Ricky’s unusual friendship
Ricky had the most unusual friendship: with a frog! The first day she and her brother saw Ricky pawing at a small frog, they thought it was going to be Ricky’s dinner. They quickly scolded Ricky for being cruel, and shooed the frog away. Ricky watched them with forlorn eyes and an expression that seemed to ask “???” But when they spotted the frog every evening on the verandah, they knew there was more to the story. So, they spied…and what did they see? Each time the frog hopped over to Ricky, Ricky would fling it back to the steps and wait patiently, tail wagging furiously. The frog would, each time, patiently come hopping back, only to be thrown off again by Ricky. This was a daily affair: the frog would come hopping in by 7.00p.m. and would go away by about 7.30p.m.! Without fail, every day. Even on Sundays!
The day Ricky swallowed a lizard
One day, Ricky swallowed a lizard. And that too, right when the mother was petting her. She was horrified. Lizards were poisonous. What if Ricky fell ill? She scolded Ricky, wacked her, did all she could think off to make Ricky spit it out. Ricky didn’t budge. Concerned and anxious, she called her kids aside and told them about the lizard. The kids had an idea. “Let’s hide inside and growl. Ricky ALWAYS barks out loud when we growl.” The mother agreed. She took Ricky out on to the courtyard and tied her to a tree. And she went back into the house. The three of them went into the bedroom window nearest to where Ricky was tied up, and slowly growled. Ricky had ALWAYS responded to their growls by barking out loud and clear. But this time, Ricky was silent. She seemed to know this was a ruse. The threesome gave up the plan. By now, the mother was thoroughly worried. She broke off a twig from a nearby tree and gave Ricky a few whacks. After about 15 full minutes and more whacks, fed up of the drama, Ricky pawed at the ground and uncovered a small hole she’d dug: and there lay dead and buried, six centimetres under, the lizard the three of them thought was in Ricky’s mouth She’d probably spat it out an buried while we were busy growling from the dark room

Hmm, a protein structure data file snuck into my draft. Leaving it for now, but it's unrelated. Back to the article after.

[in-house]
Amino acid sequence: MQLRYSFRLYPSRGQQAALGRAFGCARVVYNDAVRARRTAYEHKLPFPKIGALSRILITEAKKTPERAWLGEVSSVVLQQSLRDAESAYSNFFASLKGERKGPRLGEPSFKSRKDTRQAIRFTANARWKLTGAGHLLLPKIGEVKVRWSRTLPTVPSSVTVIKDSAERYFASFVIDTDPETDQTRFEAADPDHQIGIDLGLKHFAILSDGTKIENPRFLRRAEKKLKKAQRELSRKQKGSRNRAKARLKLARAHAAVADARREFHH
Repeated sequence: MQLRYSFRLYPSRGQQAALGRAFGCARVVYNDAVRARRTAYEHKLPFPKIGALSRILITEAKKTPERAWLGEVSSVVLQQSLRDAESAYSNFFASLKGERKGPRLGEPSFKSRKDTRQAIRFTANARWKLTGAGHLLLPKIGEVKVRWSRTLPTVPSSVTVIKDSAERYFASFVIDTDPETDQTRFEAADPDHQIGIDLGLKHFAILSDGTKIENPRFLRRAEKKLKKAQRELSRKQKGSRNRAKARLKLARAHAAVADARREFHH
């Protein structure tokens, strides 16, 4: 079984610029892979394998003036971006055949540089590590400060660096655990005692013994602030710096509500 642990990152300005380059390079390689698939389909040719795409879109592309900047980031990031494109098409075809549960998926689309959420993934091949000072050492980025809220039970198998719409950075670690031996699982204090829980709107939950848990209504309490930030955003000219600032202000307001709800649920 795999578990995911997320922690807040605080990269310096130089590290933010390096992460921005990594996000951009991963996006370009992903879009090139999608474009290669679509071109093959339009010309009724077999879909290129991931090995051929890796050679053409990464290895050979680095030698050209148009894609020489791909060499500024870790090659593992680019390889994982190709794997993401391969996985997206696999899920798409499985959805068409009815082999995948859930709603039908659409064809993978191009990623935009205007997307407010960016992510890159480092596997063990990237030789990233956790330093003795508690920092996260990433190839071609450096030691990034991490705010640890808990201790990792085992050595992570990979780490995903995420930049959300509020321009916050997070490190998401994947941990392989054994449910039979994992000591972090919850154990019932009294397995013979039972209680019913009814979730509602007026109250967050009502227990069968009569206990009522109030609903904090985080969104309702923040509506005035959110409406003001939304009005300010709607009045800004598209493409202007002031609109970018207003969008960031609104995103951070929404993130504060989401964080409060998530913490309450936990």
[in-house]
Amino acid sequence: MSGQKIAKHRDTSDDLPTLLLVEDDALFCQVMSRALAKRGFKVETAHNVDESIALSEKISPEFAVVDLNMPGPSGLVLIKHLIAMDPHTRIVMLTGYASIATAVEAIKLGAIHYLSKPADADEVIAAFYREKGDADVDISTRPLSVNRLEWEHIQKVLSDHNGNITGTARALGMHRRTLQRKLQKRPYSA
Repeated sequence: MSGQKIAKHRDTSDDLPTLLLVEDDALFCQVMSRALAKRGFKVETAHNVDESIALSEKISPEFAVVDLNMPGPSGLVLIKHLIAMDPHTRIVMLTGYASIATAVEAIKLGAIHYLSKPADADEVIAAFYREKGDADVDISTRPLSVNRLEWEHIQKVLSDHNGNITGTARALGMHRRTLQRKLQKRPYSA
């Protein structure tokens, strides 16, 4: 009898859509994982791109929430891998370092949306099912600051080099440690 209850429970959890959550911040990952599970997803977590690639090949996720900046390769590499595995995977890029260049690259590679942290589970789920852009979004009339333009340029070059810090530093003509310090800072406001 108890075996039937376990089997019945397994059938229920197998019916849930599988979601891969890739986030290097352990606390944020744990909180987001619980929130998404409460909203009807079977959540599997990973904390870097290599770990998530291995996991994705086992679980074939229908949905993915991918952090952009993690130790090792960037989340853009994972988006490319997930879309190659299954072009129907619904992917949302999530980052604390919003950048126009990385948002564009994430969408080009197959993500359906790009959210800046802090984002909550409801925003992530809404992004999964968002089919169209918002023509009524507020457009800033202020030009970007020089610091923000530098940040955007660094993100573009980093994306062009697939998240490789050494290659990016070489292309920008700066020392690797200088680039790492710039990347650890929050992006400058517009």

The day Ricky relocated
And after almost a year and half, it was time for her big brother to move off to Qatar, where their aunt lived with their uncle and two little brothers. The aunt had found him a job. Ricky, he decided, would now go to Trivandrum and give his mom, dad, sis and brother-in-law some good company. The kids were heartbroken. Their Ricky would no longer be their Ricky But well, masters decide what their dogs do. And so, one day, the kids bade goodbye to Ricky and sulked for many days. They had company. The little frog came looking for Ricky every day for almost a month, when it was finally convinced its huge, friendly, loving, golden fur ball had truly vanished. [Every time the family went to Trivandrum after that, there was a visit to the aunt’s house. Ricky always gave them the warmest possible welcome. And the best of her love, she always saved for the mother, her previous “chef”.]
The day Ricky bade goodbye
Ricky had a problem with her reproductive system. Her uterus was faulty; which led to an illness that Ricky lived with forever. But being a true Labrador, she was always the happy, spirited load of sweetness! While with the kids, she had always had ample exercise: something VERY crucial for the well being of all Retrievers, be it Labradors or Goldens. But when she went back to Trivandrum, she went into a household that LOVED all animals, but wasn’t very particular about their fitness. Ricky put on a lot of weight, her persistent illness got worse, and she bade us all a quick goodbye – much earlier than the average lifespan of a Labrador. The kids, both of them now older and more conscious of their behavior, went into the privacy of the room they shared and wept. The loss was incomparable to anything they had ever felt.
Ricky with my Dad...from the set of pics we took during the Onam of 1997.
While the life chapters of Ricky came to an end, her spirit, her love and her memories lived on. It still does. And it always will. Ricky brought in a lot of love into our household. Never did we think that many years later, the mere mention of Ricky would bring back a flood of the sweetest of memories…and that ‘Ricky’ would always mean ‘love’ to the family she belonged to: to us. Every golden Labrador we see anywhere (on the road or on screen) is always Ricky; any Labrador we think of buying is always referred to as Ricky. Any credit for our love of dogs, and Labradors especially, goes to Ricky.
Ricky with my Dad...another one from the set of pics we took during the Onam of 1997.
Today, as I write this, I’m filled with a deep sorrow. Guess I (and the rest of my family) have not, and never will, get over Ricky. And I’ve decided – no dog that comes into our lives will ever be called Ricky again. The name represents only one dog. A vivacious, full-of-life, bubbly, spirited golden Labrador Retriever that lived with us in Guruvayur in 1993.
Ricky and a baby cat...sometime close to her goodbye...1999, maybe.
To Ricky. We all love you…and we all still miss you.